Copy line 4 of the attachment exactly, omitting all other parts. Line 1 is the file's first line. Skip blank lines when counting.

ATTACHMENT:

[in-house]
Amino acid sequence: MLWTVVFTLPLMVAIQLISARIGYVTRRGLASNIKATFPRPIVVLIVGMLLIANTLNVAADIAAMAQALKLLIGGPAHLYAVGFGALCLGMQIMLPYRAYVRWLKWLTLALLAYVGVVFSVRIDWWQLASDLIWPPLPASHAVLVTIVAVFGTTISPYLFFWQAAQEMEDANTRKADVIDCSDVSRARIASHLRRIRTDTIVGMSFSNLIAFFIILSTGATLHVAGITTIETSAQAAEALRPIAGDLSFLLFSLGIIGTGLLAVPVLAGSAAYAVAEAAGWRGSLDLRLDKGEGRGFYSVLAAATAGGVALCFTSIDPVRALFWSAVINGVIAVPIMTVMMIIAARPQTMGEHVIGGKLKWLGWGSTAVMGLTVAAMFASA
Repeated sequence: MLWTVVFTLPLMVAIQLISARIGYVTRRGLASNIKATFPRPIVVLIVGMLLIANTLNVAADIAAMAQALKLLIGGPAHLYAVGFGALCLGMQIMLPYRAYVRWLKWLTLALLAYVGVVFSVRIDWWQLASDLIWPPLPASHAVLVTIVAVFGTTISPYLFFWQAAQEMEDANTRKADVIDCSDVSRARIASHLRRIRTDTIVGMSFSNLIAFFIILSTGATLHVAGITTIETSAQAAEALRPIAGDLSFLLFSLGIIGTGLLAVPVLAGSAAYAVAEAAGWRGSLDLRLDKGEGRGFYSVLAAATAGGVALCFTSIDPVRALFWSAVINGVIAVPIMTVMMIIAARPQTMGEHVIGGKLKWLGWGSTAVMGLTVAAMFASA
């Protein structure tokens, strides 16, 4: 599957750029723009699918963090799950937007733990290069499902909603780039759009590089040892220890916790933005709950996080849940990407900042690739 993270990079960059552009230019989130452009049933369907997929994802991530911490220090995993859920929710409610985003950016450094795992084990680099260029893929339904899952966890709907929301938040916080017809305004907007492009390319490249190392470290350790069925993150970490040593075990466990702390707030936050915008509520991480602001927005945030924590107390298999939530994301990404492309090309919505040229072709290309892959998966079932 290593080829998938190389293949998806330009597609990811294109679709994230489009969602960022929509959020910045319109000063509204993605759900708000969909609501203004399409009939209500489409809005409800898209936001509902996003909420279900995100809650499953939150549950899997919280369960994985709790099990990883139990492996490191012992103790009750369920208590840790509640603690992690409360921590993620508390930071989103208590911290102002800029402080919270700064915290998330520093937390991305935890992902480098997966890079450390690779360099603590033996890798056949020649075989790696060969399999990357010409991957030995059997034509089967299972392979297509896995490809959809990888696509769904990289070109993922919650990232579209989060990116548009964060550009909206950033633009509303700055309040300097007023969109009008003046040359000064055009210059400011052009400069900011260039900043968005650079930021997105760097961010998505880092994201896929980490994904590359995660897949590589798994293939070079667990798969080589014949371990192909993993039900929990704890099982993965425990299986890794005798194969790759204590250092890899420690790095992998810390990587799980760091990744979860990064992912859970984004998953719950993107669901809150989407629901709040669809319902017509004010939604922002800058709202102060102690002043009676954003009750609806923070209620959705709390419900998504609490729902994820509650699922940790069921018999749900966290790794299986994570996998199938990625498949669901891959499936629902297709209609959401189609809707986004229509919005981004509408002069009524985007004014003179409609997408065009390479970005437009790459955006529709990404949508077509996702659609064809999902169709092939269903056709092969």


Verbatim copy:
């Protein structure tokens, strides 16, 4: 599957750029723009699918963090799950937007733990290069499902909603780039759009590089040892220890916790933005709950996080849940990407900042690739 993270990079960059552009230019989130452009049933369907997929994802991530911490220090995993859920929710409610985003950016450094795992084990680099260029893929339904899952966890709907929301938040916080017809305004907007492009390319490249190392470290350790069925993150970490040593075990466990702390707030936050915008509520991480602001927005945030924590107390298999939530994301990404492309090309919505040229072709290309892959998966079932 290593080829998938190389293949998806330009597609990811294109679709994230489009969602960022929509959020910045319109000063509204993605759900708000969909609501203004399409009939209500489409809005409800898209936001509902996003909420279900995100809650499953939150549950899997919280369960994985709790099990990883139990492996490191012992103790009750369920208590840790509640603690992690409360921590993620508390930071989103208590911290102002800029402080919270700064915290998330520093937390991305935890992902480098997966890079450390690779360099603590033996890798056949020649075989790696060969399999990357010409991957030995059997034509089967299972392979297509896995490809959809990888696509769904990289070109993922919650990232579209989060990116548009964060550009909206950033633009509303700055309040300097007023969109009008003046040359000064055009210059400011052009400069900011260039900043968005650079930021997105760097961010998505880092994201896929980490994904590359995660897949590589798994293939070079667990798969080589014949371990192909993993039900929990704890099982993965425990299986890794005798194969790759204590250092890899420690790095992998810390990587799980760091990744979860990064992912859970984004998953719950993107669901809150989407629901709040669809319902017509004010939604922002800058709202102060102690002043009676954003009750609806923070209620959705709390419900998504609490729902994820509650699922940790069921018999749900966290790794299986994570996998199938990625498949669901891959499936629902297709209609959401189609809707986004229509919005981004509408002069009524985007004014003179409609997408065009390479970005437009790459955006529709990404949508077509996702659609064809999902169709092939269903056709092969």